Little Sirius Cove, Sydney, photographed on a walking trip from Taronga Wildlife Park.
The colourful sandstone cliffs of the cove are home to some strange little beasts.
I once again enlisted the assistance of naturalist Rod Hobson for some answers to what these creatures might be. Never one to miss a challenge, he soon identified them as Wharf Lice (Ligia exotica), also known as Sea-slaters or Beach Lice, members of the family Ligiidae.
A paper on this isopod by Marc Roddis and Frances O’Brien in 2008 reveals that Ligia exotica is one of only two species in the genus. The other is the Swift Beach Louse Ligia australiensis. The latter species is endemic (to Australia, obviously) whilst exotica is a cosmopolitan species. Other facts of a trivial nature that will appeal to your discombobulated and senescing intellect (blog owner’s note: he is obviously confusing me with someone else here) are that L. exotica:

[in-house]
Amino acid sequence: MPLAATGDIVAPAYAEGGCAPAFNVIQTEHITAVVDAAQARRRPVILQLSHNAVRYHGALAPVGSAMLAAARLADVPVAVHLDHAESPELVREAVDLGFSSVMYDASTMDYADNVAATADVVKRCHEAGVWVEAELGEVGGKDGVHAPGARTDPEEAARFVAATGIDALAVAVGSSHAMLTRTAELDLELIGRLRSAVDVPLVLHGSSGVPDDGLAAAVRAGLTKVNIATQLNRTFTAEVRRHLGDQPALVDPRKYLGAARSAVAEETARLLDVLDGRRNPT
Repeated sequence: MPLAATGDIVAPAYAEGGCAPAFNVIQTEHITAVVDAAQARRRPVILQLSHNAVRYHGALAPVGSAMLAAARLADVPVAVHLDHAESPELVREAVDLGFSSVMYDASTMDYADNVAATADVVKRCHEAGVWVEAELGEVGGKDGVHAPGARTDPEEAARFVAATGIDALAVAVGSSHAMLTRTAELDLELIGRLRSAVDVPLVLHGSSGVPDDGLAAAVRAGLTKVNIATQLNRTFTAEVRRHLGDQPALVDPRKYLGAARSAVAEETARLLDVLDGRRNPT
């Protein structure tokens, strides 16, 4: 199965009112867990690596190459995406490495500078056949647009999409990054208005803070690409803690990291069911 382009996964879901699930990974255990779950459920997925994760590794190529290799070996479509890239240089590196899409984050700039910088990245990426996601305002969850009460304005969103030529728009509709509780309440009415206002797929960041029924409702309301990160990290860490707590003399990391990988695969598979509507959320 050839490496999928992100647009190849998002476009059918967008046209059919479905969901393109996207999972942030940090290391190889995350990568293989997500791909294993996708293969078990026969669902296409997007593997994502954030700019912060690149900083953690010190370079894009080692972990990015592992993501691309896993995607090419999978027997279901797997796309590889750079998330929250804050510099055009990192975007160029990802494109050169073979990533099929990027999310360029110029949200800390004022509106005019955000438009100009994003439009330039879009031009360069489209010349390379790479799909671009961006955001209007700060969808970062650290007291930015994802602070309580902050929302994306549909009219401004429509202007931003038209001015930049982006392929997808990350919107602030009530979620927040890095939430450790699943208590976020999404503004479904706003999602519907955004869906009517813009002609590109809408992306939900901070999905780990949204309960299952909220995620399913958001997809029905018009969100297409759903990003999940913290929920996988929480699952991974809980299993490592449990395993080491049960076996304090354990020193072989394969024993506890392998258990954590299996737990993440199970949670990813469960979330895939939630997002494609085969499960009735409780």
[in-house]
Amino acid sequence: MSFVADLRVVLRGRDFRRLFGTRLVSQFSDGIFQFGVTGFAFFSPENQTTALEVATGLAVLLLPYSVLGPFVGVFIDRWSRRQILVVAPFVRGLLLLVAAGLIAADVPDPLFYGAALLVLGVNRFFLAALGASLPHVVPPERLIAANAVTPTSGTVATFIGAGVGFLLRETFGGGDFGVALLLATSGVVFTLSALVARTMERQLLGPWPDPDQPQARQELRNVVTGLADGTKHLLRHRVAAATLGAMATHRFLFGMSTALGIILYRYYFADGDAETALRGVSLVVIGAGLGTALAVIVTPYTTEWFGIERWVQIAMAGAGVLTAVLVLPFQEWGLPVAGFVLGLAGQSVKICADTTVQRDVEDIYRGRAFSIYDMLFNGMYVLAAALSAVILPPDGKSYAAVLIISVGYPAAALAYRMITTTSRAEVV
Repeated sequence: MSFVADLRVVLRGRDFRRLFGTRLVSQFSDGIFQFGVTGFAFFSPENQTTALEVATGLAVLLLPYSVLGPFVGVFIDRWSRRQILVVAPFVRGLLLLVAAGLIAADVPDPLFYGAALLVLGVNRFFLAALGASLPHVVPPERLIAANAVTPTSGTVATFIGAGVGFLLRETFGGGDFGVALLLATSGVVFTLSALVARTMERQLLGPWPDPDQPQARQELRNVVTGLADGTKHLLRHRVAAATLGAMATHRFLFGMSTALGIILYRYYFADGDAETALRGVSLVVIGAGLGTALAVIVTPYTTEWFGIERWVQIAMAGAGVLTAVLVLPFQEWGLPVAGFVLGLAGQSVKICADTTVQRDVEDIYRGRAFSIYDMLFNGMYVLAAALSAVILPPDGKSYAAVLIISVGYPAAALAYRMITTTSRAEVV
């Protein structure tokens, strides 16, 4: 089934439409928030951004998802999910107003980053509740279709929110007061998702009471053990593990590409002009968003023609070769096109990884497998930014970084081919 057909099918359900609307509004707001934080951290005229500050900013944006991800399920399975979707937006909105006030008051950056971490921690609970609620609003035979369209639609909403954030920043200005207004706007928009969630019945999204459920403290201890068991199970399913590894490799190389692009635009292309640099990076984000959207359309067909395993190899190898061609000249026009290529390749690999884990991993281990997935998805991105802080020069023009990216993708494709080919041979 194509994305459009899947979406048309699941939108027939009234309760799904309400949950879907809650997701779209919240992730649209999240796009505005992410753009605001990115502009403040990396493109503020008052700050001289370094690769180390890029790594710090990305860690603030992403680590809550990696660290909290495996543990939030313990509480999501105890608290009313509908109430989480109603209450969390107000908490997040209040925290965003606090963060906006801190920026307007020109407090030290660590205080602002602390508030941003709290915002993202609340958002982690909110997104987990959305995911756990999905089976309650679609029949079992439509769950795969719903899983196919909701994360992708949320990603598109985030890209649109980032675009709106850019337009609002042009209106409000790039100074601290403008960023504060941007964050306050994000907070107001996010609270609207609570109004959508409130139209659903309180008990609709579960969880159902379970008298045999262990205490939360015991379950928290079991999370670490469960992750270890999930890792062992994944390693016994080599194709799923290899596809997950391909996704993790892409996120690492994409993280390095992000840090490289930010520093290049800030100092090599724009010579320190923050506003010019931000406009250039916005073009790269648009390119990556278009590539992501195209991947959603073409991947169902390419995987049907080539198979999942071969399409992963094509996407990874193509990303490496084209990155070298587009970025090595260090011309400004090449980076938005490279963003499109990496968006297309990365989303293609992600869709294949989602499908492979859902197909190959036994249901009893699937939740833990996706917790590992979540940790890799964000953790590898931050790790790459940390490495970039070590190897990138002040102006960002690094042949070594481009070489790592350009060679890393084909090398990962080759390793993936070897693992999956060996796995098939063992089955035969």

- can exist in either fresh or saltwater environments.
- can walk underwater.
- can walk backwards — a sort of primeval Vince Lester.
- appear to have hierarchies of sorts; observed pushing fellow Wharf Lice off rocks, walking over the tops of others.
- is an impressive jumper covering to six centimetres in a single leap despite having no specialised jumping limbs.